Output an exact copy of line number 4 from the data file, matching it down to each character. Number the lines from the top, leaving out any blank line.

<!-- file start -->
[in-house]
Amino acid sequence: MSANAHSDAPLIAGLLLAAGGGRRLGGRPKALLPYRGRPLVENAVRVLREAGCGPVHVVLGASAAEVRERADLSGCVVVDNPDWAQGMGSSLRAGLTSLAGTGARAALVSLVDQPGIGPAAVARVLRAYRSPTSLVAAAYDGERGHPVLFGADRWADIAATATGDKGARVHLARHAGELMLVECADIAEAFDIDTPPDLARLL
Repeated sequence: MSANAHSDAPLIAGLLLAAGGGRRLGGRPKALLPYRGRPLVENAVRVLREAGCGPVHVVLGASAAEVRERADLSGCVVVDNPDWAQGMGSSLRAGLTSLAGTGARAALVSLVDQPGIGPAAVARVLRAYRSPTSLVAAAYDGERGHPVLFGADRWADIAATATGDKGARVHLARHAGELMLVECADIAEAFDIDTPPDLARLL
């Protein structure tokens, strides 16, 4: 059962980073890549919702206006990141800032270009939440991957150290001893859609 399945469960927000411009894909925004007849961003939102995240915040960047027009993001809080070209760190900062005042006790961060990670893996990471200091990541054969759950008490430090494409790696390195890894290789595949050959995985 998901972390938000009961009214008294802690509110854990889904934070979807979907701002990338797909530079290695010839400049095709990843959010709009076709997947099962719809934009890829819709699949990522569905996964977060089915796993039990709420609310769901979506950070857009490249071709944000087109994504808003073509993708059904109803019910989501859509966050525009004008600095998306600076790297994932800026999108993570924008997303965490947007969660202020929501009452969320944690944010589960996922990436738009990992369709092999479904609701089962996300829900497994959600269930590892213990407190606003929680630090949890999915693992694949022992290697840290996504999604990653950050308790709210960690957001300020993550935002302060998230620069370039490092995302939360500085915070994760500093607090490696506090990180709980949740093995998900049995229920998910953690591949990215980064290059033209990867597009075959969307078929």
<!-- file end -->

């Protein structure tokens, strides 16, 4: 059962980073890549919702206006990141800032270009939440991957150290001893859609 399945469960927000411009894909925004007849961003939102995240915040960047027009993001809080070209760190900062005042006790961060990670893996990471200091990541054969759950008490430090494409790696390195890894290789595949050959995985 998901972390938000009961009214008294802690509110854990889904934070979807979907701002990338797909530079290695010839400049095709990843959010709009076709997947099962719809934009890829819709699949990522569905996964977060089915796993039990709420609310769901979506950070857009490249071709944000087109994504808003073509993708059904109803019910989501859509966050525009004008600095998306600076790297994932800026999108993570924008997303965490947007969660202020929501009452969320944690944010589960996922990436738009990992369709092999479904609701089962996300829900497994959600269930590892213990407190606003929680630090949890999915693992694949022992290697840290996504999604990653950050308790709210960690957001300020993550935002302060998230620069370039490092995302939360500085915070994760500093607090490696506090990180709980949740093995998900049995229920998910953690591949990215980064290059033209990867597009075959969307078929």